An article in the February 2011 issue of Comprehensive Reviews in Food Science and Food Safety (CRFSFS) discussed how orange sweet potatoes could help prevent vitamin A deficiency in developing countries where this nutritional disease causes over 600,000 deaths per year--mostly of young children or pregnant women.
Most sweet potatoes in the United States are orange, but in developing countries sweet potatoes can also be white, cream, yellow and purple. According to the author, Betty J. Burri, of Western Human Nutrition Center at the United States Department of Agriculture, in these countries where vitamin A deficiency is common, it would help if the food industry could find ways to increase the production and consumption of orange-fleshed sweet potatoes.
Specifically, food companies could further this goal by developing improved varieties of prolific, hardy, disease and drought-resistant orange-fleshed sweet potatoes while developing and testing different food products made from sweet potatoes. For example, one of the sweet potato products that international programs are testing is sweet potato flour, which they can make into biscuits and buns.
There are many good sources of vitamin A and pro-vitamin A carotenoids in the American diet as well as access to orange sweet potatoes. However, in some parts of Africa the custom is to feed orange sweet potatoes to livestock and white sweet potatoes (which have very little pro-vitamin A carotenoids) to people. There are ongoing educational programs to guide these populations to eat more orange sweet potatoes and improve their vitamin A status. The food industry could help educate people about the types of sweet potatoes that are available, their nutrient content, and the best methods for storing, preparing, and cooking them.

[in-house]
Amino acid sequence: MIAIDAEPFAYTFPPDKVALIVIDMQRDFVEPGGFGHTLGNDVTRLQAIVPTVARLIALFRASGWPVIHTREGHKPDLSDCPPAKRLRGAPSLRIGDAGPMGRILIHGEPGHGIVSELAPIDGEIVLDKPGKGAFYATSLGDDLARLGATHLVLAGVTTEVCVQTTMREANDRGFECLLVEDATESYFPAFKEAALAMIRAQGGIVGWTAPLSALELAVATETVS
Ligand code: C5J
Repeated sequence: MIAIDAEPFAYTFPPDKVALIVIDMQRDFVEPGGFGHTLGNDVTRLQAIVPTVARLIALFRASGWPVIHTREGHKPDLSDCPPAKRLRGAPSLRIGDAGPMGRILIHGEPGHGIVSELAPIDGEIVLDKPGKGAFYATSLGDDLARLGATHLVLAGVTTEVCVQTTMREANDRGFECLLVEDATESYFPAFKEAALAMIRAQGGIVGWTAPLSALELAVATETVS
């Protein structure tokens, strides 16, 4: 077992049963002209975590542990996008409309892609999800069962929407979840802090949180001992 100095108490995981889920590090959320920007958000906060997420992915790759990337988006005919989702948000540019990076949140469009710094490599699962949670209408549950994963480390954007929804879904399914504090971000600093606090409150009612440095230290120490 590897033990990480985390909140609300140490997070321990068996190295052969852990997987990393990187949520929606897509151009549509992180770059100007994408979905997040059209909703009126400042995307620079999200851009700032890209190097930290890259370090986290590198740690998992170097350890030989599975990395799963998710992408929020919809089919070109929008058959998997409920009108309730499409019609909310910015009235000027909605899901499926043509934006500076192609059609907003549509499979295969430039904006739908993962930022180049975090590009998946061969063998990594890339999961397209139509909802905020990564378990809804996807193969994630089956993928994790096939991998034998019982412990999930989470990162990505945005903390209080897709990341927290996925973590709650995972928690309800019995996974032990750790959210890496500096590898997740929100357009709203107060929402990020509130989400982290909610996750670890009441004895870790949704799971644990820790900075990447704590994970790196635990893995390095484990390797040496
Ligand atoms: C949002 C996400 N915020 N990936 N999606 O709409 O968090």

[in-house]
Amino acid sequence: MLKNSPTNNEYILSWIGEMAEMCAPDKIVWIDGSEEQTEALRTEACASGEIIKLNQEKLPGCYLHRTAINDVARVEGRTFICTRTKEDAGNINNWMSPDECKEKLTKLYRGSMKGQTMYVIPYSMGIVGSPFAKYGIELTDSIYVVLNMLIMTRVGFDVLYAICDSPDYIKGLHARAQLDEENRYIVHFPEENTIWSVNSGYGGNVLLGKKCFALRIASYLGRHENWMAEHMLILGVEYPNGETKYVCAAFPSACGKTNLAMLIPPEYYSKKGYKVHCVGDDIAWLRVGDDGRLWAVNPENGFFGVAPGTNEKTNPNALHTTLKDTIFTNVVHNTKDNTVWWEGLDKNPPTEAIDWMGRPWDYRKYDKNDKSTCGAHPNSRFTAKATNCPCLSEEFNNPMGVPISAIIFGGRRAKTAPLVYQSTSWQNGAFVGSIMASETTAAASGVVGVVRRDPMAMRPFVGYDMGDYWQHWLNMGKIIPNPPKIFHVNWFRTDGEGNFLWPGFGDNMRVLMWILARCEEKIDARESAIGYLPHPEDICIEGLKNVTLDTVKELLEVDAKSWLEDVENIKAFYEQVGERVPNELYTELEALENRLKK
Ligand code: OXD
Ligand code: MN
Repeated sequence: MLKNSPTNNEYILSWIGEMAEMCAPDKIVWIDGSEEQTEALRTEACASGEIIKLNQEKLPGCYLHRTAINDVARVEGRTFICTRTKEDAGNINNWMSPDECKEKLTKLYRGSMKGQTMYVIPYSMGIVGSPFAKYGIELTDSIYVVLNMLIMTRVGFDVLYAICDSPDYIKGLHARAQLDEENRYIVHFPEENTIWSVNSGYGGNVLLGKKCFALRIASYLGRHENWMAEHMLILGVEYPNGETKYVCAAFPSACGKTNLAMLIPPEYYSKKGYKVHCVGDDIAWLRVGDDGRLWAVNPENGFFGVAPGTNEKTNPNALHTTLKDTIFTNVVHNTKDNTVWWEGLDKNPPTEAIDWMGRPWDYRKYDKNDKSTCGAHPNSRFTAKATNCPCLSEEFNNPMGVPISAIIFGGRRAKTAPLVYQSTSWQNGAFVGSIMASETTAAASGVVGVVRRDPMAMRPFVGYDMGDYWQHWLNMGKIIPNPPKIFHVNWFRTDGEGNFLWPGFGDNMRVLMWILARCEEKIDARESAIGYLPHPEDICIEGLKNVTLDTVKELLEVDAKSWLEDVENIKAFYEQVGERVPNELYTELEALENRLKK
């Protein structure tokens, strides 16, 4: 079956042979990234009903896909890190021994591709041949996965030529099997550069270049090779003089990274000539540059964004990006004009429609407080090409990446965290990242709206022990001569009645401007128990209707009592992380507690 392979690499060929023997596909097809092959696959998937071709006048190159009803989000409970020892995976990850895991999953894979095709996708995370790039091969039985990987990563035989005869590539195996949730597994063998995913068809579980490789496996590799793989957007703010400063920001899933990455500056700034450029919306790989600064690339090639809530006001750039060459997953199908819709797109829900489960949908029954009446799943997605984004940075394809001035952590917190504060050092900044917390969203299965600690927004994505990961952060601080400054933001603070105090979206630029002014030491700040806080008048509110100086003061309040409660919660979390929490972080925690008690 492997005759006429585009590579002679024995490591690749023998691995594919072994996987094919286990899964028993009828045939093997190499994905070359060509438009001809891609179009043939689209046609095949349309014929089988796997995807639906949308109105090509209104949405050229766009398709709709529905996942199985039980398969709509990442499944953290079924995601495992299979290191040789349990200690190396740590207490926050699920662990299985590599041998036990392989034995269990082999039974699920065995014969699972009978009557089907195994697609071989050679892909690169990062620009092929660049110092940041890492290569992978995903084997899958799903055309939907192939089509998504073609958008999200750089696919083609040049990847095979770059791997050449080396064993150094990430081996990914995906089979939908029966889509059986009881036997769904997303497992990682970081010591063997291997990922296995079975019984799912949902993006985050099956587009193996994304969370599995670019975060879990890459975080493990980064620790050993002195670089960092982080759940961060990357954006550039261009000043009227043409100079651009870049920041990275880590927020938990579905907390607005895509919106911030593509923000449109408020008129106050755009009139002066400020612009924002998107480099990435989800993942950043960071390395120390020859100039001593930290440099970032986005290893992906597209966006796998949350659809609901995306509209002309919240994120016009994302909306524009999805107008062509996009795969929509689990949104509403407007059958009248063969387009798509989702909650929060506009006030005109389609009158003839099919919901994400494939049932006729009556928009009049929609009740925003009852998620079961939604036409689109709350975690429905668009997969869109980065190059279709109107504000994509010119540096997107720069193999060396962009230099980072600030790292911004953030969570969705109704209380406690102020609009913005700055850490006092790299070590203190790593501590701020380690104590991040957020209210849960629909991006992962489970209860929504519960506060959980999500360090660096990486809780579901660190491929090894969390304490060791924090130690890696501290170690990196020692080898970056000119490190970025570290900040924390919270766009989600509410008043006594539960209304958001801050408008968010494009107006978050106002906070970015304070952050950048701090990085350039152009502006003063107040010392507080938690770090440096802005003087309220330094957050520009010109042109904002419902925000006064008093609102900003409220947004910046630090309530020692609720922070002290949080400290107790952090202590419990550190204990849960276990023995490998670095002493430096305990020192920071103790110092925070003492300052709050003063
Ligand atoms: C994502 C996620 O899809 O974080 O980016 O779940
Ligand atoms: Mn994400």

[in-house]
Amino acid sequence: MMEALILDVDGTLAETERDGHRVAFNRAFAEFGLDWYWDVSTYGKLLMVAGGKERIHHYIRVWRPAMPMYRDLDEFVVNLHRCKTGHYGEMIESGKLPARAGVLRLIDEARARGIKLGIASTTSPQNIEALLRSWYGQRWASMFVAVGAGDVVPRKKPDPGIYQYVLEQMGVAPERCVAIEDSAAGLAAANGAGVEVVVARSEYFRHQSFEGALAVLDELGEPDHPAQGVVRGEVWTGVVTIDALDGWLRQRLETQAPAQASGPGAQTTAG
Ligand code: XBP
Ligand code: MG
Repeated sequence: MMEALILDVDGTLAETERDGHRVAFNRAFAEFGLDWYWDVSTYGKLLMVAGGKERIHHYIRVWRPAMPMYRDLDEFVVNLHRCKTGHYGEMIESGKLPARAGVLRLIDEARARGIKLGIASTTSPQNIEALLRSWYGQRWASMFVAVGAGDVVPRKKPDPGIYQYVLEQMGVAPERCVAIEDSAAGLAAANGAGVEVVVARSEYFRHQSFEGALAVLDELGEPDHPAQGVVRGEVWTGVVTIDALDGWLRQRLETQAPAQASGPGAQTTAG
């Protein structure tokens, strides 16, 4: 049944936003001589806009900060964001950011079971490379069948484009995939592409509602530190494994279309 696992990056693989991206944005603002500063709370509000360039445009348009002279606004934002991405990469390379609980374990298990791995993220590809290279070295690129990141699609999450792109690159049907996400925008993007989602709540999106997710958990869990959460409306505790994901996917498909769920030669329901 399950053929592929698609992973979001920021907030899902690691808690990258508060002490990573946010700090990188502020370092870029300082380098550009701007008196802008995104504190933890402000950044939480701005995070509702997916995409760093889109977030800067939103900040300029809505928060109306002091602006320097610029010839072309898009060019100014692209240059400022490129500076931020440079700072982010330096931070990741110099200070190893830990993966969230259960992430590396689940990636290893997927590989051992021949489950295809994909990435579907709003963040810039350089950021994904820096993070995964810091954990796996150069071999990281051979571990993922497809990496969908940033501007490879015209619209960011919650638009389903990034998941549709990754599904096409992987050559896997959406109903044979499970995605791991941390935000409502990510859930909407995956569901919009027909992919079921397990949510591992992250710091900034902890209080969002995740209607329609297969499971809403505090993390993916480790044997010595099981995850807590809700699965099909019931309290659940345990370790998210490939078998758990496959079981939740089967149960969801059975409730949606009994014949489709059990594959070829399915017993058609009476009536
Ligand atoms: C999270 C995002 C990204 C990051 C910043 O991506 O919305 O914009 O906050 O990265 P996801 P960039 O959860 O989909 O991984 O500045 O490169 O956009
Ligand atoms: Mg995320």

Read the full article in Comprehensive Reviews in Food Science and Food Safety: http://onlinelibrary.wiley.com/doi/10.1111/j.1541-4337.2010.00146.x/abstract
Information from this press release used for online, print, or broadcast content must be attributed to Comprehensive Reviews in Food Science and Food Safety, a publication of the Institute of Food Technologists.
For more than 70 years, the IFT has been unlocking the potential of the food science community by creating a dynamic global forum where members from more than 100 countries can share, learn, and grow. We champion the use of sound science across the food value chain through the exchange of knowledge, by providing education, and by furthering the advancement of the profession. IFT has offices in Chicago, Illinois and Washington, D.C. For more information, please visit ift.org.
Mindy Weinstein | Newswise Science News
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